Exploring the World with 10 Non-fiction Reads

As travel is still restricted for the moment, we thought we would recommend a collection of non-fiction books to help take you around the world as you delve into their pages. We have selected a wide variety of books here, and it was incredibly difficult to limit ourselves to just ten! These non-fiction reads will not only take you to far off countries, they also explore themes from migration to anxiety, and in biographies you will meet mountaineers, a chef, and an ultra marathon runner who attempts to rescue a street dog. We found ourselves transported in these fabulous forays to other countries, we hope you will be too.

The Glitter in the Green

The Glitter in the Green

Author: Jon Dunn Format: Hardback Release Date: 24/06/2021

Befitting its beautiful subjects, Jon Dunn’s The Glitter in the Green: In Search of Hummingbirds is a dazzling work of nature writing. Blending a thrilling sense of personal adventure with bewitching detail on the habitats, habits and mythology of these most handsome of birds, the book has huge appeal for both dedicated bird-lovers and general readers. Framed by the author’s inspiring viewing of the Natural History Museum’s hummingbird cabinet, Dunn shares how he was driven to feed his hummingbird addiction by immersing himself in their world - “I had to see them for myself. Stuffed historical specimens had sown a seed that had, in time, flourished into a consuming hunger”. To that end, he plans and embarks on a journey to see these birds with their “otherworldly, metallic and jewel-like plumages”, their “rainbow array of colours, shapes and sizes” across their global range - from the wilds of Alaska, to the very tip of Argentina. As well as taking in hummingbirds’ full geographic range (with each place and its people evoked in glorious technicolour), the book’s style has a broad wingspan too - it flits and flutters from having the tension of a thriller, the poetic impact of a literary prize-winner, and the unadulterated glee of a piece of personal passion. Having failed to find one myself (to date, at least), boy was I envious of the author’s enraptured description of seeing Bee Hummingbirds (the world’s smallest bird) during an entrancing Cuban experience that left him feeling “a little like Alice in Wonderland”.

Nala's World

Nala's World

Author: Dean Nicholson Format: Hardback Release Date: 29/09/2020

If you need a slice of pick-me-up then stop right here. Dean Nicholson is famous on social media as 1bike1world. His original aim to cycle solo around the world changed when he rescued abandoned kitten Nala and she joined him on his travels. The book charts his and Nala’s story and contains some squeezably lovely photos too. It seems as though Dean is still in shock at how quickly people took to his story (their instagram page at the time of writing sits at 810k followers). Dean comes across as completely down to earth and appreciative of the small things in life, the things that actually matter and mean the world. He has seen the very best of people, while also bearing witness to the sorrowful treatment of animals by some. Dean has raised a huge amount for charity since Nala came into his life. She is one photogenic cat, and her utter trust and love for Dean shines through. A hugely glorious bundle of feel-good, Nala’s World comes with beaming smiles of recommendation from me. Chosen as a LoveReading Star Book, this would make a perfect gift for a loved one (don’t forget to buy a copy for yourself too!). Explore our '80+ Books That Deliver a Hug' listicle for more feel-good or uplifting books.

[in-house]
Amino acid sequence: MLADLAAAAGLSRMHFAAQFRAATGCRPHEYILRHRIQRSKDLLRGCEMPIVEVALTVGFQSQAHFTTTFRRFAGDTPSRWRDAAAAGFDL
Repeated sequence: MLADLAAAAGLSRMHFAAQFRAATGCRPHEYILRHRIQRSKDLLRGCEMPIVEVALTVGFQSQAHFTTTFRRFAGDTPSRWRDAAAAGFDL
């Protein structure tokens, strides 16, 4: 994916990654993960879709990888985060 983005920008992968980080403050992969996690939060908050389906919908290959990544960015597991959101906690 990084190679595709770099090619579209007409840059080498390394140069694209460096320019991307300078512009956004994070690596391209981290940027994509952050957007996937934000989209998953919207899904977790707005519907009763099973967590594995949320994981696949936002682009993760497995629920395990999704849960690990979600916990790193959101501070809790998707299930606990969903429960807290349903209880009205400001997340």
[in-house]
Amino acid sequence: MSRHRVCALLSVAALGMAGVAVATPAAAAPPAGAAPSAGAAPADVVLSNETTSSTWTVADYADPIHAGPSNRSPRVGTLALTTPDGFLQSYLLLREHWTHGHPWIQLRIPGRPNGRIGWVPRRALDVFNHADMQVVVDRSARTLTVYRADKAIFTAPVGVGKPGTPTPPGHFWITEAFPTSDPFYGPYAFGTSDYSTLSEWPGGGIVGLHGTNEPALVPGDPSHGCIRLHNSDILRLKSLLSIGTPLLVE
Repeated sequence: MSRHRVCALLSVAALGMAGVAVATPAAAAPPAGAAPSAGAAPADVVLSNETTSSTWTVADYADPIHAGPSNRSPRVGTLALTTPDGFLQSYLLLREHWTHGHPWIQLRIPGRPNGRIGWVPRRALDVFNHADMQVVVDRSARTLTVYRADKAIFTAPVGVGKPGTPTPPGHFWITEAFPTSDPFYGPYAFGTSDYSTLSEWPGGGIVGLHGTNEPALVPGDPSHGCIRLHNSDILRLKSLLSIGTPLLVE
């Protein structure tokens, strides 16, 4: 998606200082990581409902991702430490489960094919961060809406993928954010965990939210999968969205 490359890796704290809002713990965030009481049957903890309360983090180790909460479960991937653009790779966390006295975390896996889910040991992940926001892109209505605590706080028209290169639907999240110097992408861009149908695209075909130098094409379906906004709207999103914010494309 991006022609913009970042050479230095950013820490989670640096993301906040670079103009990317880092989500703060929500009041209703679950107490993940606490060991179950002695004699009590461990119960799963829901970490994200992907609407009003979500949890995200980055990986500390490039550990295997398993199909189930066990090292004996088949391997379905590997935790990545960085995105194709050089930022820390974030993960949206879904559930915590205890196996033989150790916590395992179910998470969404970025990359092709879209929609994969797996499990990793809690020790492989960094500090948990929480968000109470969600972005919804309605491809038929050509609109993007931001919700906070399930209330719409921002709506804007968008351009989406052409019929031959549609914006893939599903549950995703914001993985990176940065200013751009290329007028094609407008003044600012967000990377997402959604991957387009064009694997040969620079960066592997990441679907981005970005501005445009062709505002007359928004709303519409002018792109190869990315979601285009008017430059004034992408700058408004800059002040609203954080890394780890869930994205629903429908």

Star Books
World Travel

World Travel

Author: Anthony Bourdain, Laurie Woolever Format: Hardback Release Date: 20/04/2021

Conceived a year before his tragic death as “an atlas of the world through his eyes”, Anthony’s Bourdain’s World Travel is a glorious testament to the unique wit and worldview of a chef, food writer and travel documentarian who was, above all else, a brilliant storyteller. Put together by his long-time assistant Laurie Woolever, with contributions from friends, family and colleagues in place of Tony being around to write some of the planned pieces himself, this is a travel guide like no other - unsurprising given that Bourdain was a character like no other. From Argentina to Vietnam, Australia to Uruguay, this A-Z travelogue includes information you’d expect to find in a conventional guidebook (how to get there, where to eat, where to stay) but beyond these basics, it dishes up Bourdain’s distinctly personal take on the many places he’s explored. His words are always incisive; always a brutal blend of raw candour and decadent description. There are thoughts on food, history and culture, sometimes contextualised by Tony’s companions, while at other times all it takes is a straight-talking, straight-from-the-horse’s-mouth quote from the man himself, like these words of caution for first-time tasters of Brazil’s potent dendê oil: “You know, it takes some getting used to. The first time I was here, you eat it, you shit like a mink for hours afterwards. But now, no problems! Lovin’ it.” There’s passionate political commentary too, notably when he talks about Cambodia (“Once you’ve been to Cambodia, you’ll never stop wanting to beat Henry Kissinger to death with your bare hands”) and Mozambique, a beautiful nation that has, to Tony’s anger, been “relentlessly screwed by history”. Honest, insightful and salty, this is a delicious antidote to formulaic travel writing; a rejuvenating blast of anti-blandness that stirs an urge to explore the world with even a soupçon of Bourdain’s fearless, flamboyant spirit.